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My Father Has Colon Cancer?

Discuss Colorectal cancers

My Father Has Colon Cancer?

Postby Caramichil » Mon Sep 29, 2014 3:23 pm

He is scared, how can i make him feel better, he has to have a major operation he is in his 70's , i thought he wouldn't be scared or upset but he is. I don't know how to comfort him
Caramichil
 
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My Father Has Colon Cancer?

Postby Diolmhain » Mon Sep 29, 2014 4:42 pm

My dad beat the cancer of the colon and there IS a percentage of people that beat it. ask him if there is anything you can do for him in the meantime. take good care.
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My Father Has Colon Cancer?

Postby Oved » Mon Sep 29, 2014 4:45 pm

colon cancer is one of the easier types sometimes to have if it is not to bad the bowel can be cut out and then put back together...I know several people who have had it and gone on to live normal lives and even if the whole bowel is taken it is still managable and not as bad as some of the other types like liver cancer...people with liver cancer die within a few months...I am sure his doc has told him that colon cancer is like this but he will still be scared no matter what put yourself in his place and then try to just be there and comfort him >>>do whatver he needs in his daily life to help him, just being there will be the best medicine I am sure....>>>
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My Father Has Colon Cancer?

Postby keefer » Mon Sep 29, 2014 6:20 pm

There is no other alternative than surgery. If the tumor is not received the case will be terminal and he will have more suffering. He should have surgery and also chemotherapy and Radiation therapy to come out of the deadly disease cancer otherwise it will be fatal. You have to convince him and give full treatment as CANCER IS STILL AN ENIGMA. You can also take him to some Physiological -Oncologist for counselling and to give encouragement. Please act as per the advice of your oncologist.

No please some details about the surgery of colon cancer for your information. You will yourself feel scared by reading this but the truth is truth and we have to face it courageously-

Surgical removal of the involved segment of colon (colectomy) along with its blood supply and regional lymph nodes is the primary therapy for colon cancer. Usually, the partial colectomies are separated into right, left, transverse, or sigmoid sections based on the blood supply. The removal of the blood supply at its origin along with the regional lymph nodes that accompany it ensures an adequate margin of normal colon on either side of the primary tumor. When the cancer lies in a position such that the blood supply and lymph drainage between two of the major vessels, both vessels are taken to assure complete radical resection or removal (extended radical right or left colectomy). If the primary tumor penetrates through the bowel wall, any tissue adjacent to the tumor extension is also taken if feasible.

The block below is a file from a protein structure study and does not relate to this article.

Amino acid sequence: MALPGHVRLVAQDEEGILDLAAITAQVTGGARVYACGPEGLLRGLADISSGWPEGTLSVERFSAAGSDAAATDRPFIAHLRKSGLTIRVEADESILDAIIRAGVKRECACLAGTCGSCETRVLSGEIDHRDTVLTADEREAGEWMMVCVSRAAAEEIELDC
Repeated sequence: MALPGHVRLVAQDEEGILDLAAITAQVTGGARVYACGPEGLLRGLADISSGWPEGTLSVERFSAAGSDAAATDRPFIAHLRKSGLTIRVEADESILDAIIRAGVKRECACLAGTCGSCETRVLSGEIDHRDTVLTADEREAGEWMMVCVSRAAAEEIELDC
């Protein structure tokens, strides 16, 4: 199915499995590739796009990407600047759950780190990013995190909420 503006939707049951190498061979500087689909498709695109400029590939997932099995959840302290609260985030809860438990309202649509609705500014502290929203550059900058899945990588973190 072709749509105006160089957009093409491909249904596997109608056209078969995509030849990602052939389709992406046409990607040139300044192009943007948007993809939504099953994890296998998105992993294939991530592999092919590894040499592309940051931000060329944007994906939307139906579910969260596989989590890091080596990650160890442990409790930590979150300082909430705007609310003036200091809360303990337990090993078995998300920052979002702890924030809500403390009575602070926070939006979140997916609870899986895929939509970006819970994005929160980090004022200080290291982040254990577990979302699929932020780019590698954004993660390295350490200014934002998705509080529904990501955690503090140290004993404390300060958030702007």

Surgery is used as primary therapy for stages I through III colon cancer unless there are signs that local invasion will not permit complete removal of the tumor, as may occur in advanced stage III tumors. However, this circumstance is rare, occurring in less than 2% of all colon cancer cases.

After the resection is completed, the ends of the remaining colon are reconstructed; the hook-up is called an anastomosis. Once healing has occurred, there may be a slight increase in the frequency of bowel movements. This effect usually lasts only for several weeks. Most patients go on to develop completely normal bowel function.

Occasionally, the anastomosis is risky and cannot be performed. When the anastomosis cannot be performed, a colostomy is performed instead. A colostomy is performed by bringing the end of the colon through the abdominal wall and sewing it to the skin. The patient will have to wear an appliance (a bag) to manage the stool. The colostomy may be temporary and the patient may undergo a hook-up at a later, safer date, or the colostomy may be permanent. In most cases, emergent colostomies are not reversed and are permanent.-
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